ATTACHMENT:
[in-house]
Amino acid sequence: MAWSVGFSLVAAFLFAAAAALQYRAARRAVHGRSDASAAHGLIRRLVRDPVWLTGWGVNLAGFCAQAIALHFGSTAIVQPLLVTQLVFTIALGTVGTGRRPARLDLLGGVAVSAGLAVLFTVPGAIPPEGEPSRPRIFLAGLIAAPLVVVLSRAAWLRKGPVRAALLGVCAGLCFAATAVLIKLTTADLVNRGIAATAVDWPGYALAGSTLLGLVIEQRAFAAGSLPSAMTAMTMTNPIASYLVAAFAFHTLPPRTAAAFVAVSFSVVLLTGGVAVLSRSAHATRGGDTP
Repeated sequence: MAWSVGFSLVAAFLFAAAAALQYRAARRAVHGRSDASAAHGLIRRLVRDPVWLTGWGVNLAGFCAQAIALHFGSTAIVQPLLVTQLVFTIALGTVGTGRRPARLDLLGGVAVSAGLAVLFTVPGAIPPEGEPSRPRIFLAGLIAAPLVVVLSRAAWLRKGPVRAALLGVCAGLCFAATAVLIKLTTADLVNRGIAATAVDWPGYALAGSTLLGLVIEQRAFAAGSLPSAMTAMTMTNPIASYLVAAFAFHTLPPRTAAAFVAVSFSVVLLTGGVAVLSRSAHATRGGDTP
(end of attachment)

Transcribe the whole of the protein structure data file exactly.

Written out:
[in-house]
Amino acid sequence: MAWSVGFSLVAAFLFAAAAALQYRAARRAVHGRSDASAAHGLIRRLVRDPVWLTGWGVNLAGFCAQAIALHFGSTAIVQPLLVTQLVFTIALGTVGTGRRPARLDLLGGVAVSAGLAVLFTVPGAIPPEGEPSRPRIFLAGLIAAPLVVVLSRAAWLRKGPVRAALLGVCAGLCFAATAVLIKLTTADLVNRGIAATAVDWPGYALAGSTLLGLVIEQRAFAAGSLPSAMTAMTMTNPIASYLVAAFAFHTLPPRTAAAFVAVSFSVVLLTGGVAVLSRSAHATRGGDTP
Repeated sequence: MAWSVGFSLVAAFLFAAAAALQYRAARRAVHGRSDASAAHGLIRRLVRDPVWLTGWGVNLAGFCAQAIALHFGSTAIVQPLLVTQLVFTIALGTVGTGRRPARLDLLGGVAVSAGLAVLFTVPGAIPPEGEPSRPRIFLAGLIAAPLVVVLSRAAWLRKGPVRAALLGVCAGLCFAATAVLIKLTTADLVNRGIAATAVDWPGYALAGSTLLGLVIEQRAFAAGSLPSAMTAMTMTNPIASYLVAAFAFHTLPPRTAAAFVAVSFSVVLLTGGVAVLSRSAHATRGGDTP